Tag Archives: workforce development

What Governor Kaine said about community colleges in his budget cutting speech

The following excerpts come from the Governor’s prepared remarks, which you can see by clicking here:

In higher education, our October actions reduced schools’ 2009 base budgets by 5 to 7%. For 2010, I have increased the reductions to 15% for all schools, except the community colleges and Richard Bland, which will have the reduction level increased to 10%.

My introduced budget includes nearly $26 million in additional money for need-based financial aid. This money will bring every institution up to at least 65 percent of the target financial aid level that has been recommended by SCHEV. My introduced budget also includes increases in the Community College Transfer Grant program, helping more students begin their higher educations at a two-year college and then transfer to a four-year institution to get their degree at a lower cost to their families…

While there are many challenges ahead of us, we can look forward with hope. Even in this atmosphere, our excellent schools, colleges and universities produce the ideas and graduates that will keep driving our economy. The advances we have made in career and technical education and our restructuring of workforce efforts under the community college system enable us to better prepare our dedicated workforce. Our international connections through the Port of Virginia and Dulles Airport give us a unique ability to be a leader in global commerce. These strengths and many others of our beloved Commonwealth continue to be our ticket to a prosperous future.

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Truckers Needed! Southside Virginia Community College Helps Meet National Demand

Did you know there was a trucker shortage and that this could easily affect our economy if American can’t find people to drive commercial trucks?

According to the American Trucking Association, the truck industry has a national shortage of 20,000 drivers.  It predicts the shortage will increase to 111,000 by 2014 given the current deomgraphic trends.  Without enough drivers to haul the nation’s products, expect delays on those items you both want and need.  If we are unable to find more drivers, shipping costs will continue to rise which means consumers will potentially see higher prices.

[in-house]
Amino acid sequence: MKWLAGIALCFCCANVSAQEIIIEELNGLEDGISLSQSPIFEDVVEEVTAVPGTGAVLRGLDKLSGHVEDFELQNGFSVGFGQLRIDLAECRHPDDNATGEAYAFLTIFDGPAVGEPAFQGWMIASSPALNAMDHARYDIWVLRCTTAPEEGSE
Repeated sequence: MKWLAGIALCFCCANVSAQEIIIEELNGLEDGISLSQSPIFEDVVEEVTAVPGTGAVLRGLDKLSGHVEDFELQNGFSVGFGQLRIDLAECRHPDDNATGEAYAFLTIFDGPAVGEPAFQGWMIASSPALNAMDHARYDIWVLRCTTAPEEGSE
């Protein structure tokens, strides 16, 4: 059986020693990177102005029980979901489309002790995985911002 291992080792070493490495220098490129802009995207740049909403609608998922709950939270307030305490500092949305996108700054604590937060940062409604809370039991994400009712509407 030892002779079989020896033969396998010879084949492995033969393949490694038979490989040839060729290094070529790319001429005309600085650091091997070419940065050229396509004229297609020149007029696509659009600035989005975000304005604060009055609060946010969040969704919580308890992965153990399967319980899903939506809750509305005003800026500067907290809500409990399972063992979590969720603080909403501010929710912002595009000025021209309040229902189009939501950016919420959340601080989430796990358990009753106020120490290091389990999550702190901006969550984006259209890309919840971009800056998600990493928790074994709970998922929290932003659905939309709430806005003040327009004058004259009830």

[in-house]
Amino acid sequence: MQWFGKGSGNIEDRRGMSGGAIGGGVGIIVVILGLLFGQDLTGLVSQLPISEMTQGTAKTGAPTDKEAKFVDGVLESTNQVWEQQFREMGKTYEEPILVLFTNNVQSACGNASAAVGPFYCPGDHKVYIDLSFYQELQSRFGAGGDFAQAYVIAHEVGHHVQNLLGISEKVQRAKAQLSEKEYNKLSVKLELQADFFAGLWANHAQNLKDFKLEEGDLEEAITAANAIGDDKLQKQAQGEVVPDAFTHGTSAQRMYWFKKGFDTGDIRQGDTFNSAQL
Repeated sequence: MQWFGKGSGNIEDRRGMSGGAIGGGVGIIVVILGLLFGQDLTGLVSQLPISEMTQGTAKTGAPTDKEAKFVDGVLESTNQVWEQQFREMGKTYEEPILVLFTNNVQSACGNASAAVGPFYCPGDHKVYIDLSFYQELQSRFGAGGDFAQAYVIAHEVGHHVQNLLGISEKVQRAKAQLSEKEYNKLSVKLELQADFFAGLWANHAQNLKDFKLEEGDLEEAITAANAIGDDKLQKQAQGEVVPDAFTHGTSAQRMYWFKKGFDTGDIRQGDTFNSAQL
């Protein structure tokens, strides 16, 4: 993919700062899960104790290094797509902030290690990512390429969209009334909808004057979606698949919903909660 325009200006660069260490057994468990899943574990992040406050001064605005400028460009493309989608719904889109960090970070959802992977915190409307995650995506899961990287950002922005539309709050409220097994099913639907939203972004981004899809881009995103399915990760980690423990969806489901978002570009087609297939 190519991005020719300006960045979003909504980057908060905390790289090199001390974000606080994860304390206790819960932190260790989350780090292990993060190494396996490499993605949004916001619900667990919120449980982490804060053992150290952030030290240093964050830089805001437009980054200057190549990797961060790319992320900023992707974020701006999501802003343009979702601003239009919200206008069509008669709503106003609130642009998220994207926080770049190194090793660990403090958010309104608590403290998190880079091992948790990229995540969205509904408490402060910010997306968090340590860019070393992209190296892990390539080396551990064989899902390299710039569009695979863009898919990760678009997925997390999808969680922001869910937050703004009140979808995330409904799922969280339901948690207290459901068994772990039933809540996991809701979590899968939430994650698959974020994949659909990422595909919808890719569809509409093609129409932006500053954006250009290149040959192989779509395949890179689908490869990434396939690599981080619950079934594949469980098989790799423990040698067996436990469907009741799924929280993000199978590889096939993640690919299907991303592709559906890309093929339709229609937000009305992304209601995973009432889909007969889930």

We are proud to announce that one of our own, Southside Virginia Community College, saw the urgent need for trained truck drivers and has officially opened its third site in the Greenville/Emporia area offering Truck Driver Training.  Since opening the first Truck Driver Training site in 1996, the college has served over 1,200 students.  The college has sites at Pickett Park in Blackstone and one in South Boston.

“We are glad to be over here, we have been talking about coming to Greensville/Emporia for a long time,” said Duncan Quicke, coordinator of SVCC’s Truck Driving Training program.

Peggy Wiley, Chairman of the Board of Supervisors for Greensville County, said “This facility is an important part of the continuing efforts by the City of Emporia, Greensville County and SVCC to enhance adult education opportunities in our community.”

With the opening of this new site, SVCC can train 216 drivers a year.

Dr. John Cavan, SVCC President, noted that Quicke knows how to “get things going and keep them going.”  He also noted the persistence of Robert C. ‘Bobby’ Wrenn for continuing to push for a site to be located in Emporia/Greensville.

For more information on upcoming classes at the new site, call 434-336-1000.  Financial aid is available for eligible students in the program.

Posted by Heather Millar.

Virginia has been ranked # 1 in Tech Job Creation – but the IT Pipeline is Shrinking

What can the government, education stakeholders and industry leaders do to help?